Friday, April 10, 2009

He "Just" Killed His Girlfriend

The following is an op-ed written by Meg Rogers, the Executive Director of the Cherokee Family Violence Center, to the Atlanta Journal-Constitution in response to this article.

Thomas West, the defense lawyer for Frederick Lee Gude – a man accused of killing his girlfriend in 2004 – offered a disturbing but sadly all too familiar view of domestic violence in the article, “Half-decade wait in some capital cases.” He comments, “We contend it was cruel and unusual to seek the death penalty in a case where you are just accused of killing your girlfriend and not something more heinous” [our emphasis]. Setting aside the question of whether it is ever justified to seek the death penalty, the second half of Mr. West's quote is what caught my attention, for it speaks volumes about a very common way in which our society minimizes violence when it is committed against an intimate partner. Apparently, in the minds of some, "just... killing your girlfriend" (by allegedly stabbing her with an ice pick over 30 times) does not constitute a heinous crime. Over 100 people are killed due to domestic violence each year in Georgia . Nationwide, more women are killed by an intimate partner than by all other persons. Domestic violence is an epidemic in our communities. Dismissing the most violent form, homicide, as an inconsequential crime is a dangerous and hateful disservice to all who survive and to all who have lost their lives due to it.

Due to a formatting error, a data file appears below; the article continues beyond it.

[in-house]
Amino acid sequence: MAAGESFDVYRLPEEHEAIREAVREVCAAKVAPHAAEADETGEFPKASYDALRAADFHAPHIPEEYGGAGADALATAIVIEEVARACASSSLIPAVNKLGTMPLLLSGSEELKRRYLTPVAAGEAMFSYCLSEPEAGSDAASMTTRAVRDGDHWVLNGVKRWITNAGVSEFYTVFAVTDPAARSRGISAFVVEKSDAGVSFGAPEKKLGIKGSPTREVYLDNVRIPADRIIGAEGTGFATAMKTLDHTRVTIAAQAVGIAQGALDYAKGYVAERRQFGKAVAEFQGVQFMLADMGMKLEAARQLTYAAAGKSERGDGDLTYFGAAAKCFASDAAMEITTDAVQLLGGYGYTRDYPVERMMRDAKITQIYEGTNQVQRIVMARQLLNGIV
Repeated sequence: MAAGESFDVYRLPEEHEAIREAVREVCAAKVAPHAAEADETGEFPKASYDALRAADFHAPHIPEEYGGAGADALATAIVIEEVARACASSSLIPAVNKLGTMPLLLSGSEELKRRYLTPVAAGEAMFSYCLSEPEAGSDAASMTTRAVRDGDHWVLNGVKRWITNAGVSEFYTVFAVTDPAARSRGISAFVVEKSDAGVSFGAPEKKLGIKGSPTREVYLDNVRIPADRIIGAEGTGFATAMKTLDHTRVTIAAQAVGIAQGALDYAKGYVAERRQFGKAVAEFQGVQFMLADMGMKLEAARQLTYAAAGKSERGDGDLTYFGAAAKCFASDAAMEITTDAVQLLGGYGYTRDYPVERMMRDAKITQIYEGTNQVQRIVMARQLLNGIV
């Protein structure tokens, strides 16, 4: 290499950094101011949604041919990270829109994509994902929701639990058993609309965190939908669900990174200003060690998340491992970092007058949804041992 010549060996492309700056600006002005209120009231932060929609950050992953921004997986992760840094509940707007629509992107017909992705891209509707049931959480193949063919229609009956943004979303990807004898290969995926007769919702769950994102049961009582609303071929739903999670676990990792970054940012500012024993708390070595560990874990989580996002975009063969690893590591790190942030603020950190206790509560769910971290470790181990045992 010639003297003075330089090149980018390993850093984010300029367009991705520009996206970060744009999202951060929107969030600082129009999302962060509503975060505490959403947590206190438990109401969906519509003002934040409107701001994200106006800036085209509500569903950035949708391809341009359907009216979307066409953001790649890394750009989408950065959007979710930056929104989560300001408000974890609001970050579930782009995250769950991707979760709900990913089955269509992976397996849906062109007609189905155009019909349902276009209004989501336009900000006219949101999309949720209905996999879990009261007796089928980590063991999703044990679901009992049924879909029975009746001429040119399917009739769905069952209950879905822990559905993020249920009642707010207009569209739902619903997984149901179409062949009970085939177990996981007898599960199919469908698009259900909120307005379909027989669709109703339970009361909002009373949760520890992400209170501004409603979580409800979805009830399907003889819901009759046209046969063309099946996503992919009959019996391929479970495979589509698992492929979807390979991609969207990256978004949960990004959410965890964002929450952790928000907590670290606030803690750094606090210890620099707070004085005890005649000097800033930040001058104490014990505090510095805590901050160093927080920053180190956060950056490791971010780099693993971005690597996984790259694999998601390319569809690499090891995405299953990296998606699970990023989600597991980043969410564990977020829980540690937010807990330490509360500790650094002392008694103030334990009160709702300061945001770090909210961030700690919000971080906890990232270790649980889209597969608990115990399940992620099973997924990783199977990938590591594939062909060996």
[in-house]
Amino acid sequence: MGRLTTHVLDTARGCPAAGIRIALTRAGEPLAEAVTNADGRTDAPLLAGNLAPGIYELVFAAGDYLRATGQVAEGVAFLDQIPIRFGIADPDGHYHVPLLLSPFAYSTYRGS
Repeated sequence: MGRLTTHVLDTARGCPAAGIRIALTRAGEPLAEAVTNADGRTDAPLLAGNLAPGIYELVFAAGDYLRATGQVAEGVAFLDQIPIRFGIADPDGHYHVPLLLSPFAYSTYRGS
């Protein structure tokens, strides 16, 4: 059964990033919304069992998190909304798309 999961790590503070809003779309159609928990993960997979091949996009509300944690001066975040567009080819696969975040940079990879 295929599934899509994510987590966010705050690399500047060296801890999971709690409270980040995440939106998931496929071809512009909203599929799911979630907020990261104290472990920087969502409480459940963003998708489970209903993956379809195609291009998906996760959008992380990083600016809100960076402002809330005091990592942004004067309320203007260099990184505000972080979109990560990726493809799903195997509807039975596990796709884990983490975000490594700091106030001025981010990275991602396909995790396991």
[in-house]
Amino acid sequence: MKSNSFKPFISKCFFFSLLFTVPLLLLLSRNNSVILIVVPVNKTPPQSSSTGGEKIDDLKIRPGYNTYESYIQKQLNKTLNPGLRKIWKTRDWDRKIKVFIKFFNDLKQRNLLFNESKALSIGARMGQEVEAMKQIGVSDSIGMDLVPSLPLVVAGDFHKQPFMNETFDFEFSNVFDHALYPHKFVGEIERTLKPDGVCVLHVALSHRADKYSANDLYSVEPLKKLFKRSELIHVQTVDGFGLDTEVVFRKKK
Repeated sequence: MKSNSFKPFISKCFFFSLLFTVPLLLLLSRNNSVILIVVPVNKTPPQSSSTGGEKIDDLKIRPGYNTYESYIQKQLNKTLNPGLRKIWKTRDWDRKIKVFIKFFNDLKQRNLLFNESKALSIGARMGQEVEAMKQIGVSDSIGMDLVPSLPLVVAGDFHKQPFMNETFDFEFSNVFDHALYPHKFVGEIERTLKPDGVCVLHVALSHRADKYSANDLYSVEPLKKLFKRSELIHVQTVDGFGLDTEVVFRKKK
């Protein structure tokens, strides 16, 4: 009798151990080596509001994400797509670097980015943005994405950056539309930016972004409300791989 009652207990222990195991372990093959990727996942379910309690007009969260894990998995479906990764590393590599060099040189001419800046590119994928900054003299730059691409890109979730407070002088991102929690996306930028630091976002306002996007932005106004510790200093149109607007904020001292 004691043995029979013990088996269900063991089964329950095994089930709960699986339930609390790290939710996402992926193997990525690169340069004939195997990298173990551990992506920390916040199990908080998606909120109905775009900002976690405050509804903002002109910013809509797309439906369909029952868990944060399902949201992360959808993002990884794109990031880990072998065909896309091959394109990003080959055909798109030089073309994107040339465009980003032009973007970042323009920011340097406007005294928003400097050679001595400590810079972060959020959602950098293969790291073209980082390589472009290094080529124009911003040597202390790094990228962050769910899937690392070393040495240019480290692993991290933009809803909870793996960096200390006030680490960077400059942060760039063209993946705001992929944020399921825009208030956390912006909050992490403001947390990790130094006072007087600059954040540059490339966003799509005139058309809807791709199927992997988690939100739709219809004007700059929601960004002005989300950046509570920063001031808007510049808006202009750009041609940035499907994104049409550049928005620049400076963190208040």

Rape and domestic violence are the only crimes in our society in which the victim is blamed for the perpetrator’s actions. Why is it that these crimes, largely perpetrated by men towards women, are ignored or explained away? Why must these women bear the brunt of their perpetrator’s violence? In modern times, most would scoff at the archaic idea that a man owns his wife (or girlfriend). However, comments such as that by Thomas West remind us that many still hold a misogynistic attitude that justifies violence by men in an intimate relationship. In such a violent world, the home and an intimate relationship should be a safe harbor. How then, do we come to accept or minimize the problem of domestic violence? The fact is that already this year -- just since January 1, 2009 -- 23 people in Georgia have already died due to domestic violence.

Studies show that one out of every three women will experience domestic violence at some point in their lives. Comments like those of West further isolate victims of domestic violence from helpful resources and undermine the gravity of abuse and horror that they experience. As a community, we must stand up to domestic violence. We can end domestic violence, but only when communities choose to come together to state that this type of violence is unacceptable and will not be tolerated. This work requires us to challenge the belief systems that allow us to shrug off "just killing a girlfriend," to stop blaming victims for the abuse, to stop minimizing the life-changing terror and trauma that is being inflicted, to hold batterers accountable for their violence, and to be agents of change rather than silent witnesses to the crime of domestic terrorism. There is help out there for anyone experiencing abuse or for their friends and family who want to help. Call the 24-hour, statewide hotline 1-800-33-HAVEN (800-334-3826) voice/TTY for information and resources.

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